RSIs (Repetitive Strain Injuries) are the most common type of workplace injury in Canada. They include a variety of disorders that affect muscles, tendons, nerves and joints. Injuries to the wrists, fingers, forearms, hands, elbows, shoulders and the neck are the most recurrent.
RSI Day is an opportunity to promote injury prevention and raise awareness about the prevalence of RSIs and their harmful affects. RSIs affect workers forced to do monotonous, repetitive jobs, who work too long or too fast and with too few breaks.
Often, workers are forced to work in awkward positions or spend too long standing. Bad work organization (e.g., forced and unnecessary overtime, staff cutbacks and layoffs, poorly maintained equipment) contributes to RSIs. Workplace stress and lack of control over work also have a hand in RSIs.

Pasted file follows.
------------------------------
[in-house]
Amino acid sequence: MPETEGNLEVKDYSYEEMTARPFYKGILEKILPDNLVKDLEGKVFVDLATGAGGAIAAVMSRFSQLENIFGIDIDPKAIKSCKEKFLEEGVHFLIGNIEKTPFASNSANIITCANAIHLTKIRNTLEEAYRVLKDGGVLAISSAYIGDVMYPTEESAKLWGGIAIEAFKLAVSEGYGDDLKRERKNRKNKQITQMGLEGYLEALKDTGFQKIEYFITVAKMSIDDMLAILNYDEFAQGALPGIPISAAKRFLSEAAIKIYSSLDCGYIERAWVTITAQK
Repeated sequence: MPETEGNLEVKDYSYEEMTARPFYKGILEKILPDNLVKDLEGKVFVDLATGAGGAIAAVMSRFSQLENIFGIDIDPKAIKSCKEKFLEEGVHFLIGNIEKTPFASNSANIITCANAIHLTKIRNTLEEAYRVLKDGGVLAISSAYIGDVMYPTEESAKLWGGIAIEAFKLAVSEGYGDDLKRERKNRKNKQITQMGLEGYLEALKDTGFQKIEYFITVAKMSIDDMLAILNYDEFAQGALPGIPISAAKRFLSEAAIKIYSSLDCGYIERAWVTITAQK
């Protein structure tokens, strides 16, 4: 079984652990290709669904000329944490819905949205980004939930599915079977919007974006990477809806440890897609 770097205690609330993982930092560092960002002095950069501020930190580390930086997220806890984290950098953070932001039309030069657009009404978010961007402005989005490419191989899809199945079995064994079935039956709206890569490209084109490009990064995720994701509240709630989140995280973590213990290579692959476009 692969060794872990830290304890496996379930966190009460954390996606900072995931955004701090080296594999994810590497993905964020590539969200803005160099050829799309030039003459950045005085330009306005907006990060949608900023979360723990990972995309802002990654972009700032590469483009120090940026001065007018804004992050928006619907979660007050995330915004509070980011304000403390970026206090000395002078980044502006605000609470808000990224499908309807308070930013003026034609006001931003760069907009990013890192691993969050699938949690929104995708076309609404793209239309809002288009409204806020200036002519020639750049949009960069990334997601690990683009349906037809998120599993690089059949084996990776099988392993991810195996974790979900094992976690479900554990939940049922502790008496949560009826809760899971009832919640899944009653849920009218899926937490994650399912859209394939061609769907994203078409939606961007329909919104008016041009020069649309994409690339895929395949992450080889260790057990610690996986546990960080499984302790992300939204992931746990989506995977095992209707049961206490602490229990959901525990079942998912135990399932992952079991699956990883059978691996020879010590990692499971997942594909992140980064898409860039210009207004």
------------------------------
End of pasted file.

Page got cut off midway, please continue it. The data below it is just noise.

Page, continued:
The first RSI Awareness Day was February 29, 2000. That day was selected because it was the only non-repetitive day of the year. The day is recognized on the 28th in non-leap years.
For more information on RSIs, including detailed prevention strategies, take a look at the RSI fact sheet or contact the National Health and Safety Branch to request copies. And watch for the new Ergonomics Guideline early in 2006.
Source: The Canadian Union of Public Employees (CUPE)